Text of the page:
Delete Cyberbullying and Make Kindness Go Viral
Many well-meaning researchers and experts have written a number of books for adults that detail the nature and extent of cyberbullying, and offer suggestions for parents, educators, and other adults to effectively respond to the problem. In fact, Dr. Patchin and Dr. Hinduja have written three books just like this! Words Wound is different. This book represents their effort to speak directly to teens. They've long argued that it takes a coordinated community effort to address cyberbullying, and teens can and should be a big part of that. And they want to be.
Whether teens are being cyberbullied or simply sick of seeing the drama play out online every single day, Words Wound offers real-world advice that they can put into practice today. The book includes dozens of stories from teens who have experienced cyberbullying or who have worked in their respective schools to stop it in creative and meaningful ways. Readers are able to learn directly from those who have been wounded by cyberbullying, but also from many who refused to put up with it at their schools. Teens will come to deeply appreciate the serious harm that comes with cyberbullying, but more importantly learn the strategies they need to be part of the solution. Specifically, it encourages and empowers them to combat cruelty with kindness, and to harness the power of positive peer pressure to persuade all teens to act with respect toward others.
Patchin and Hinduja have spent more than a decade studying cyberbullying and have spoken to thousands of teens – those who have experienced, participated in, or witnessed cyberbullying. Based on what was learned, they believe teens are uniquely positioned to be the primary catalyst of lasting change in their schools and communities. Words Wound represents a reflection of teen voices and provides a toolkit of helpful and practical ideas based on their varied experiences.
Words Wound is the first book that has been specifically written for teens to help them confront cyberbullying. Whether they are being targeted, see cyberbullying happening to others, or want to promote kindness within their schools, this book provides practical and proven advice on issues teens face every single day. Parents need to buy this book, read it, and share its wisdom with their children.Michele Borba, internationally-recognized parenting and bullying expert and author of 22 books including "Building Moral Intelligence"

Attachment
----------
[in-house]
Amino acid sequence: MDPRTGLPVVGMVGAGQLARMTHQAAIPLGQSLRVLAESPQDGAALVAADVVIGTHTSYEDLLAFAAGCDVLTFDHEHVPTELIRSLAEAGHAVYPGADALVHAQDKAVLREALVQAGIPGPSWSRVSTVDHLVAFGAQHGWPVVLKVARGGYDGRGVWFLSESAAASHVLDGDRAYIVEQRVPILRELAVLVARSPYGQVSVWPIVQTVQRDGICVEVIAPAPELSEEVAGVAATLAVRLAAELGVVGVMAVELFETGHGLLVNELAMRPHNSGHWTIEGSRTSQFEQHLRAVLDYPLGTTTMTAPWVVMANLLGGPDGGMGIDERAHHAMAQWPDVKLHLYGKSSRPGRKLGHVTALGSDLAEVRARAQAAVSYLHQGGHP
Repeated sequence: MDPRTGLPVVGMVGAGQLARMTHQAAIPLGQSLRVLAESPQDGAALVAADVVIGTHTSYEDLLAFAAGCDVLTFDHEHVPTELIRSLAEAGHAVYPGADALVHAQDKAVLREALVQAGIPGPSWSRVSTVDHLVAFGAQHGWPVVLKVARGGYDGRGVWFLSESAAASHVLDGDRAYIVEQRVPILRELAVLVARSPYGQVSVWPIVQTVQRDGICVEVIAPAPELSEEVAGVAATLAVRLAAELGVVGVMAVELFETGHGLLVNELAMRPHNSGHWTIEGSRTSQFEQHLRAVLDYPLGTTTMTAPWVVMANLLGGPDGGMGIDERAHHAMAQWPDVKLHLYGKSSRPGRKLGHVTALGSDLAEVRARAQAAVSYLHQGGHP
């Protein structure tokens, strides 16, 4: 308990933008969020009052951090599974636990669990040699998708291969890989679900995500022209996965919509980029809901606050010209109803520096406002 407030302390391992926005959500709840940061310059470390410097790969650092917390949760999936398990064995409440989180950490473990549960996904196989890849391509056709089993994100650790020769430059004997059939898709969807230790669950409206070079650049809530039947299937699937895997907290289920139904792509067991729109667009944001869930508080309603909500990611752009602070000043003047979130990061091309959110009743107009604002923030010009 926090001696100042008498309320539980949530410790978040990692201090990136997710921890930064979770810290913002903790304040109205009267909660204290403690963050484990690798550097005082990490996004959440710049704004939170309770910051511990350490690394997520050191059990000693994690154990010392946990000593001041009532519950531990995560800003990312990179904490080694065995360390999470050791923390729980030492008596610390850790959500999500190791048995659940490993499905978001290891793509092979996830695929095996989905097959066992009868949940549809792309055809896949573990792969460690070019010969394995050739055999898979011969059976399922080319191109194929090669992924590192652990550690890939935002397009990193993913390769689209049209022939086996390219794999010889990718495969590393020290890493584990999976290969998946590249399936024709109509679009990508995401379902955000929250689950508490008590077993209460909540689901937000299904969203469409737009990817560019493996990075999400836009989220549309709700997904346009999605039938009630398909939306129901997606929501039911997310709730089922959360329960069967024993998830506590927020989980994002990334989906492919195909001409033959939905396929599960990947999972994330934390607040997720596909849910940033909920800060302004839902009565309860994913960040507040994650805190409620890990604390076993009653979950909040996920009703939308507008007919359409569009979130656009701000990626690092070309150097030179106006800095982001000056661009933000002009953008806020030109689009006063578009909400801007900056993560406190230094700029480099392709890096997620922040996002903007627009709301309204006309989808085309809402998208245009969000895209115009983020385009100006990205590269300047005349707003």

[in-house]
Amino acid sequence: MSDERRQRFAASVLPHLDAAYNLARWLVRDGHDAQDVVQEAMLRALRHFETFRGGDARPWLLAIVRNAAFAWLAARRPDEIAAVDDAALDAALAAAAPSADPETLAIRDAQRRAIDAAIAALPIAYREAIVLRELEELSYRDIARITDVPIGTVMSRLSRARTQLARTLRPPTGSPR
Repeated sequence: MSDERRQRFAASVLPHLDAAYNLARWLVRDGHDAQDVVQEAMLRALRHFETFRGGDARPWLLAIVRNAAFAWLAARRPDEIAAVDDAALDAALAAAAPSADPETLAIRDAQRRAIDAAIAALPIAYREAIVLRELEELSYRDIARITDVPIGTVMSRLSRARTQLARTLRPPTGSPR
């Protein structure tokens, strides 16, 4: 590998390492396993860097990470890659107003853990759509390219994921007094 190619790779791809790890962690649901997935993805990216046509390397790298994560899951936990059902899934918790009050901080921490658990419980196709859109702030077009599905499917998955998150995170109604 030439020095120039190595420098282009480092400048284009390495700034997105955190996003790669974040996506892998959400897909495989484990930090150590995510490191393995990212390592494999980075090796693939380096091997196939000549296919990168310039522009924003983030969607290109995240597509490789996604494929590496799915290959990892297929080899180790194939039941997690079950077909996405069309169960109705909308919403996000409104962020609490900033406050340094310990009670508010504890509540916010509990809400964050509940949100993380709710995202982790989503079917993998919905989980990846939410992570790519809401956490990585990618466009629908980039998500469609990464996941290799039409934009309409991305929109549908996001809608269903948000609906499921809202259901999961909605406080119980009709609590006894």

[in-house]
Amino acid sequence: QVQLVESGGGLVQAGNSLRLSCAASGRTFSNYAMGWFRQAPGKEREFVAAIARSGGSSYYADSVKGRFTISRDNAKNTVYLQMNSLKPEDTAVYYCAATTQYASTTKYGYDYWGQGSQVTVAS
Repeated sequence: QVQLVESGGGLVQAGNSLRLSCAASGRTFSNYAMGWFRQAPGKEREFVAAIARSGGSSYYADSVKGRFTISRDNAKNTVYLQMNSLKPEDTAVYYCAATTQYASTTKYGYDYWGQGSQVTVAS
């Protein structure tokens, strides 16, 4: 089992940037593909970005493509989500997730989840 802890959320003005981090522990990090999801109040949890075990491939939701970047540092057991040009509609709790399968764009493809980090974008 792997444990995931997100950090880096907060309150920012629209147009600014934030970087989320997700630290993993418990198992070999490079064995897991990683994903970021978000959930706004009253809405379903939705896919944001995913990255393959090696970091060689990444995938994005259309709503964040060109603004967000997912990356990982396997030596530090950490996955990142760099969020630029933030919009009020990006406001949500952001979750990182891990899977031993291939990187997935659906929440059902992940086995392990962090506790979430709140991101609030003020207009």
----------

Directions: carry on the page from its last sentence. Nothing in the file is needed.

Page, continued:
- The Scoop on Cyberbullying
- What to Do If You're Being Cyberbullied
- Pause Before You Post
- Start Standing Up, Not Standing By
- Stay Smart and Stay Safe
- Delete Cyberbullying
- Make Kindness Go Viral
The book also includes 7 self-reflective activities (one corresponding to each chapter), called "Status Updates," to help teens reflect on the content presented in a fun and enlightening way. Additionally, frequent "Think About It" questions are interspersed throughout the text, which invite readers to analyze what they have read and compare it to their own previous and possible future experiences. Finally, several "teen editors" have reviewed sections of the book and the activities to ensure all of the information is relatable to a teen audience.
Educators, parents, and other youth-serving professionals: We've created "A Leader's Guide to Words Wound" - which includes classwork, homework, activities, and even pre- and post-test assessments. Email us and let us know about your efforts, and we will send it to you at no cost!
After a dance recital I was in, this girl who also danced that day instant messaged me on AIM. I don't know how she got my screen name because I had never given it to her. The words she typed into that chat box still echo in my head, two years later. She called me a "frizzy haired freak," "fat," "ugly," and a number of other things. I blocked her but then she either made another screen name or had one already and IMed me yet again saying even worst things. I only told one close friend of mine what had happened. I responded back in the conversation a couple of times saying "Why are you doing this?" and after a couple things she had said I responded "You're not perfect, so why are you pointing out my imperfections?" and at the end of the conversation I said "Thank you very much for putting my down so much that I can't stop crying." Now I had not been one to even think about self-injury but it's what I resorted in for the last couple weeks of school and for the past couple of years. Bullying online is the worst because if you have your AIM settings set to log the chats, then if you accidentally click the conversation, it will pop up for you to see it. Now I have not read the conversation since that day, but the words are just haunting. Even now when I see her, I drop my head down to my chest and stop talking and walk away. It's the worst feeling to feel inferior to a fellow student, but that's what has happened to me.15 year-old girl from MA